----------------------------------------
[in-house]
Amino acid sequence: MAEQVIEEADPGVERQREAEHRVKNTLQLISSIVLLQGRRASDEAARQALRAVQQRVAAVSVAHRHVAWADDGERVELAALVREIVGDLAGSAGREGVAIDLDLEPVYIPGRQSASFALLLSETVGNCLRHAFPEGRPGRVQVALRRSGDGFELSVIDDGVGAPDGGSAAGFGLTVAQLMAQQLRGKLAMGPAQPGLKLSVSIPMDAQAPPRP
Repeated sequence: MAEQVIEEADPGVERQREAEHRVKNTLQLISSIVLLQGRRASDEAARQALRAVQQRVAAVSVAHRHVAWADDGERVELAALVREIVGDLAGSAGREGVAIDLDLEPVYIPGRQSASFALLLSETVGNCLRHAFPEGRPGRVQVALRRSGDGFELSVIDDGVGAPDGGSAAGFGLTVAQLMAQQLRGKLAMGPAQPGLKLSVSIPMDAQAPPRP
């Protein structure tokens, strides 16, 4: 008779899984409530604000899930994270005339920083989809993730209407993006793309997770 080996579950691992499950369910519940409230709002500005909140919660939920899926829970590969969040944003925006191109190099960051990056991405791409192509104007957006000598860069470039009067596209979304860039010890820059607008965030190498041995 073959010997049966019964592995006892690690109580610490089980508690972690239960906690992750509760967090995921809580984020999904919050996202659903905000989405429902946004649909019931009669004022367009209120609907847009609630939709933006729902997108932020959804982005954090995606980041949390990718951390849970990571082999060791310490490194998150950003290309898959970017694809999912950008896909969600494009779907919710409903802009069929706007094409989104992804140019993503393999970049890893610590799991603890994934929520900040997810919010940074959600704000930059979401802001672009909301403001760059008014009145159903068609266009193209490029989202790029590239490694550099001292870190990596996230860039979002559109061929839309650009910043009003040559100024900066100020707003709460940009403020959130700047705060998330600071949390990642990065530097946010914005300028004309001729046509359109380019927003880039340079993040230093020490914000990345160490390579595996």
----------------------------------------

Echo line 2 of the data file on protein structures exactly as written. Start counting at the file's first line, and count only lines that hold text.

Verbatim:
Amino acid sequence: MAEQVIEEADPGVERQREAEHRVKNTLQLISSIVLLQGRRASDEAARQALRAVQQRVAAVSVAHRHVAWADDGERVELAALVREIVGDLAGSAGREGVAIDLDLEPVYIPGRQSASFALLLSETVGNCLRHAFPEGRPGRVQVALRRSGDGFELSVIDDGVGAPDGGSAAGFGLTVAQLMAQQLRGKLAMGPAQPGLKLSVSIPMDAQAPPRP